While I was in Berlin, during some of my quieter moments, I read a delightful book entitled The Guernsey Literary and Potato Peel Pie Society, set in the wartime Channel Islands. It was, then, quite a coincidence to arrive a few days later in Jersey and find that I was just in time for the annual celebrations of the Liberation (9 May) of the only part of Britain to have come under enemy rule, in the years just before my birth. And, much to my delight, the occasion is being celebrated not by marches and parades and cannon-firings (although these may also happen, I don’t know) but with a Music Festival.
Now, the word ‘Festival’ has become somewhat discoloured over recent decades. You see an ‘International Festival’ billed, and then discover that it consists of a Persian lady singing 14th century Chinese songs, a mime troupe from the Yucatan, six hours of the songs of Eisler, and an orchestral concert in which the soloists play two vacuum cleaners and a French alphorn. You wouldn’t catch me, for one, within a mile of such stuff.
In Jersey, however, it is not like that. The Music Festival here is not made up of programmes and people which and whom only the more esoteric specialists of the musical and dramatic worlds find interesting, but concerts and events that appeal to a wide section of that public who just enjoy music, of all kinds, performed by already well-known young artists in fun surroundings. And I, of course, count myself very firmly among that number.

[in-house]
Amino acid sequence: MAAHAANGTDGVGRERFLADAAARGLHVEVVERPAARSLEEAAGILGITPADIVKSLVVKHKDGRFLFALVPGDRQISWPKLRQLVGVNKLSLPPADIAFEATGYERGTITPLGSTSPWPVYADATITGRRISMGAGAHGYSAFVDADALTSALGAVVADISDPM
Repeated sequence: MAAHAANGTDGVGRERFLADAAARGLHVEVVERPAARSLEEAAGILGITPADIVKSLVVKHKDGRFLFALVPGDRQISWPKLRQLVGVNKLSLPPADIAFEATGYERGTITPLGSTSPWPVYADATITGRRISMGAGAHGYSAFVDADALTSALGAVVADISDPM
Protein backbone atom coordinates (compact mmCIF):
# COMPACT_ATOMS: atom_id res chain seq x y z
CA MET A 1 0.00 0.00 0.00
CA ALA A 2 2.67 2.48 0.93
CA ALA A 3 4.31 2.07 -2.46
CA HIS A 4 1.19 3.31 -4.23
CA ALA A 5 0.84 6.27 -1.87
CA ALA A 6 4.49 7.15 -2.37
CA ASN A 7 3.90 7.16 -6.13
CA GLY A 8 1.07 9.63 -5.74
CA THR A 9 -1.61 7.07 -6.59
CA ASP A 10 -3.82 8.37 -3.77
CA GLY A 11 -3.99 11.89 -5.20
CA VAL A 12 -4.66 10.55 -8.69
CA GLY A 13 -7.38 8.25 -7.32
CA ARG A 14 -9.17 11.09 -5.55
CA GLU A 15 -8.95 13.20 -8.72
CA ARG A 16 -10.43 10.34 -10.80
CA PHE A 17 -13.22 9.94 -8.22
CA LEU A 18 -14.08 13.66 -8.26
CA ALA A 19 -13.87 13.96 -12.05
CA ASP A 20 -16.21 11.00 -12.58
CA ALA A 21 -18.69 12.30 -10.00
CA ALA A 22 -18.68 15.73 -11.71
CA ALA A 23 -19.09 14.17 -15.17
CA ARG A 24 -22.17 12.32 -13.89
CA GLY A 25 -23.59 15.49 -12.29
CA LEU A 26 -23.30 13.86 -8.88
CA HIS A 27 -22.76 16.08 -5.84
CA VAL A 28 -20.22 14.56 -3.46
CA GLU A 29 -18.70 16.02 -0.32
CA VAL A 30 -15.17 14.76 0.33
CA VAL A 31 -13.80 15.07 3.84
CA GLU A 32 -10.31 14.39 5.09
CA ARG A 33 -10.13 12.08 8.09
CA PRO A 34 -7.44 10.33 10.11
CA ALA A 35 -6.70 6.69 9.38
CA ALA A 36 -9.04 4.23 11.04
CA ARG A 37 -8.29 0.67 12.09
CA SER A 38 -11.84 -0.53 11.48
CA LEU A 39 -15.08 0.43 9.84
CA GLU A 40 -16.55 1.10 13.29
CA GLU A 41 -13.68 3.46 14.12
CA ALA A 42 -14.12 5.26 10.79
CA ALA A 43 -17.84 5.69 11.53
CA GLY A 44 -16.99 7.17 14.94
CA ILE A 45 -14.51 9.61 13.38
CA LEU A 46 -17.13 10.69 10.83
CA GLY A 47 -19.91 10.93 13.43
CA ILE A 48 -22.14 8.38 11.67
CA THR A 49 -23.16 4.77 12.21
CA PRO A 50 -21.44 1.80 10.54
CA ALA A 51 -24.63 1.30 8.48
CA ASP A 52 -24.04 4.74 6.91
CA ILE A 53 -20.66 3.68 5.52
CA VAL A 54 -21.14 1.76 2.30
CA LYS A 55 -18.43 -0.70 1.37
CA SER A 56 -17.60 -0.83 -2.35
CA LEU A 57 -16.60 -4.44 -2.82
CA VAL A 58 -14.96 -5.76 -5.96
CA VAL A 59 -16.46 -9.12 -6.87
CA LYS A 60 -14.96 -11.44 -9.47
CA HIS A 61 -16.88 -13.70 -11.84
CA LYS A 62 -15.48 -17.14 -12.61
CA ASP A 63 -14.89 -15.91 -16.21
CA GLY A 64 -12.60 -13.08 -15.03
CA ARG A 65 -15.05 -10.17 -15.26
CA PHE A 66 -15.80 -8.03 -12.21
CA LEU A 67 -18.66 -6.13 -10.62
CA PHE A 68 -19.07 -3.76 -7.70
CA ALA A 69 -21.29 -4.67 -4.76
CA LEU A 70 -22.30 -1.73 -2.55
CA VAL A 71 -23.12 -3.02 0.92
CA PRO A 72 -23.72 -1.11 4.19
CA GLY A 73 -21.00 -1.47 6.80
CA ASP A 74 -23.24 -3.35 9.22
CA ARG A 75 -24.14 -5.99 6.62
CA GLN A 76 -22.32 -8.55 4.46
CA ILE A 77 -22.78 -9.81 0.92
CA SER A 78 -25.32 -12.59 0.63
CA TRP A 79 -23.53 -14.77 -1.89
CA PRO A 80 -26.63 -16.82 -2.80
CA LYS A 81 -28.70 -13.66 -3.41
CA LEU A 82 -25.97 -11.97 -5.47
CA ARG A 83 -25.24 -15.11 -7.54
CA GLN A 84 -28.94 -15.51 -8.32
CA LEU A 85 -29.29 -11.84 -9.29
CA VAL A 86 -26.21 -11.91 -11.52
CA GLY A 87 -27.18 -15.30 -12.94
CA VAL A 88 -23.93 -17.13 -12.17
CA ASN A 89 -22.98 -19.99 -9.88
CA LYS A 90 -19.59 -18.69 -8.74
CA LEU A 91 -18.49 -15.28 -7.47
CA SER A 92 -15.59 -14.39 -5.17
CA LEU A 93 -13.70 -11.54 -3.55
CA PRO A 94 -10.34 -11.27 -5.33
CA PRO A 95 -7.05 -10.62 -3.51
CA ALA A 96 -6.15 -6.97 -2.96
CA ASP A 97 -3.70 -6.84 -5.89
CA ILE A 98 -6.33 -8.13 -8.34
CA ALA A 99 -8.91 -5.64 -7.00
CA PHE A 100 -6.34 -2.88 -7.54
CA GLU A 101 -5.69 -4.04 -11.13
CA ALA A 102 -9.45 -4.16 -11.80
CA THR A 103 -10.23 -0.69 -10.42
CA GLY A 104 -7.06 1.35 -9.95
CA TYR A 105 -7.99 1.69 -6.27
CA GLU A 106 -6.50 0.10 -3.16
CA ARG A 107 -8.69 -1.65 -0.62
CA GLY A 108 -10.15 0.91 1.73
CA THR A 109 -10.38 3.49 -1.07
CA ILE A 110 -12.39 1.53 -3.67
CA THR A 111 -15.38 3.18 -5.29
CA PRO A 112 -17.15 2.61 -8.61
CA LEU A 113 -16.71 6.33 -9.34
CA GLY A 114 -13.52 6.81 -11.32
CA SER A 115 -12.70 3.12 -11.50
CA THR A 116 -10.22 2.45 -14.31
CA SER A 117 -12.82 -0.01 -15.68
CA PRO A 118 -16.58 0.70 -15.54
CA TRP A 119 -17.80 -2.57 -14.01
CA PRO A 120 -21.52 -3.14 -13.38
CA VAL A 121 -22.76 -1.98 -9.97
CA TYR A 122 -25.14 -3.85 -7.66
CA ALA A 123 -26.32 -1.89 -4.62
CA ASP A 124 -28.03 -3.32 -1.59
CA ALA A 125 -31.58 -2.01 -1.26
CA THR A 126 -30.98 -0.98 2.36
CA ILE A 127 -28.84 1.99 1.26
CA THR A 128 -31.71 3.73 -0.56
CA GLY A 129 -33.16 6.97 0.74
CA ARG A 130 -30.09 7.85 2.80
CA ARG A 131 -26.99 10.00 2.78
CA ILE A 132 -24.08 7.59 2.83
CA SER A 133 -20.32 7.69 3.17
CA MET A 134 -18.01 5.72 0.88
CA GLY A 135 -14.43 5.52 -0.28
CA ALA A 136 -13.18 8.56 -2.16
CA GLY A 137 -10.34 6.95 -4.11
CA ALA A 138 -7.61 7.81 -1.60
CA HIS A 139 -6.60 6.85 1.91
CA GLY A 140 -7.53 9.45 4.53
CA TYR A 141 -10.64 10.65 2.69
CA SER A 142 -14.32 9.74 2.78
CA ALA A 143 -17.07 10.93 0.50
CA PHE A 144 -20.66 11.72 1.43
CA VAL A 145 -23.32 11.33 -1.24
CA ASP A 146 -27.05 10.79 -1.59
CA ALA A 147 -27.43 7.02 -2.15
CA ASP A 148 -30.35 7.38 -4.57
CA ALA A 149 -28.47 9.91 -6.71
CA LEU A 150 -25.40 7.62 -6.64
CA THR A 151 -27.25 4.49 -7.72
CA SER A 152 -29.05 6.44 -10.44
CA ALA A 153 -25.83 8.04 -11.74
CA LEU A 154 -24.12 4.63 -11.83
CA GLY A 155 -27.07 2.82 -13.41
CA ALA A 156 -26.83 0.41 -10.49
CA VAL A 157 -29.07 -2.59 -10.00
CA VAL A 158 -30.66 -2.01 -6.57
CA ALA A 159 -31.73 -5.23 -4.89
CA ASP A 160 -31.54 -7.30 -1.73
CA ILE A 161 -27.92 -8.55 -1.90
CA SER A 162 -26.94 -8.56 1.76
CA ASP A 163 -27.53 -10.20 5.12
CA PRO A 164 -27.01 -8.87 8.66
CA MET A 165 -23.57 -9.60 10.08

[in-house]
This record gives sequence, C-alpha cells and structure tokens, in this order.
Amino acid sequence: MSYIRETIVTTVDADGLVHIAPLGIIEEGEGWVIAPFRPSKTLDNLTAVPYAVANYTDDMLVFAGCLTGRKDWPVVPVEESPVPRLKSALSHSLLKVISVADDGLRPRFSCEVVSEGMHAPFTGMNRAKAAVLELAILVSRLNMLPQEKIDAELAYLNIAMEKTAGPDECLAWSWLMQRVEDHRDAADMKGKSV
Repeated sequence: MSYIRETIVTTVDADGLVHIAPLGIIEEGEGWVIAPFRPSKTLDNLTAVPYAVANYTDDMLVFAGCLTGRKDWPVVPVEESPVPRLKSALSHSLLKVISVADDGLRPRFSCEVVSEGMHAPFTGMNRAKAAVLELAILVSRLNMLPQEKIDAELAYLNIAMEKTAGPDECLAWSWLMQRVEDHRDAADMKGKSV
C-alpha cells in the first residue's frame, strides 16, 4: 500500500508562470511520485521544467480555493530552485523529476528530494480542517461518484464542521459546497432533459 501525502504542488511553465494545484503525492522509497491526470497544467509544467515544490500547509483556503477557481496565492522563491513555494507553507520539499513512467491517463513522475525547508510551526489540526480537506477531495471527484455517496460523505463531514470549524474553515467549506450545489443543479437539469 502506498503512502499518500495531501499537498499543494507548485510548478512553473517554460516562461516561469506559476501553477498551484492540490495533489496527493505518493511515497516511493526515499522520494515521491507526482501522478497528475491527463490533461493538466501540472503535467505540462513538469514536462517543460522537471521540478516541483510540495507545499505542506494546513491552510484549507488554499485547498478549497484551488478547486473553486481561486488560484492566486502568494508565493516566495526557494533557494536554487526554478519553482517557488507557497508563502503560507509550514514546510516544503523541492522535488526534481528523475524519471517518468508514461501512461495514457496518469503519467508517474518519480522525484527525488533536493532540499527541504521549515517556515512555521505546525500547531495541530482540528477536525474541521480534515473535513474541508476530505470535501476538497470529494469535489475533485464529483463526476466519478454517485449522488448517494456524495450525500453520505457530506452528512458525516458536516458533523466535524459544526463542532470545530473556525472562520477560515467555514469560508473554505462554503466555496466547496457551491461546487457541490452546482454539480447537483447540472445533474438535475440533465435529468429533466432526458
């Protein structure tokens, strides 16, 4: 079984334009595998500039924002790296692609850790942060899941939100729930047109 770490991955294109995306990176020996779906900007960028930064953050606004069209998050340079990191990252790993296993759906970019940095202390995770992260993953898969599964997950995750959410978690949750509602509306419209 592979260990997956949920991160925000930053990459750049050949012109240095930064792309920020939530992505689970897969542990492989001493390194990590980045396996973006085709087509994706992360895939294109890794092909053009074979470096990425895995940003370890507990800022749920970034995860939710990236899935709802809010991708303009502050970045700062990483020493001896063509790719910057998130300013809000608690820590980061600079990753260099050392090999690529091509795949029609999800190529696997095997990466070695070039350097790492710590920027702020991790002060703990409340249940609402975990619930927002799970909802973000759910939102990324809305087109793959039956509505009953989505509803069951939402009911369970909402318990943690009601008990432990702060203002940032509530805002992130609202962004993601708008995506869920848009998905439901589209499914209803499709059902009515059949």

So, over the next three days – handicapped only by the need to find public transport (taxis here are ruinous) to get from one venue and town to another – I’m going to take in as many as possible of the ten events on the Festival programme and, as ever, I will tell you ‘all about it, all about it’.
Take off time is 1.15pm, so I guess I had better get my shoes on and start the trek across town to the Royal Square and event number one .…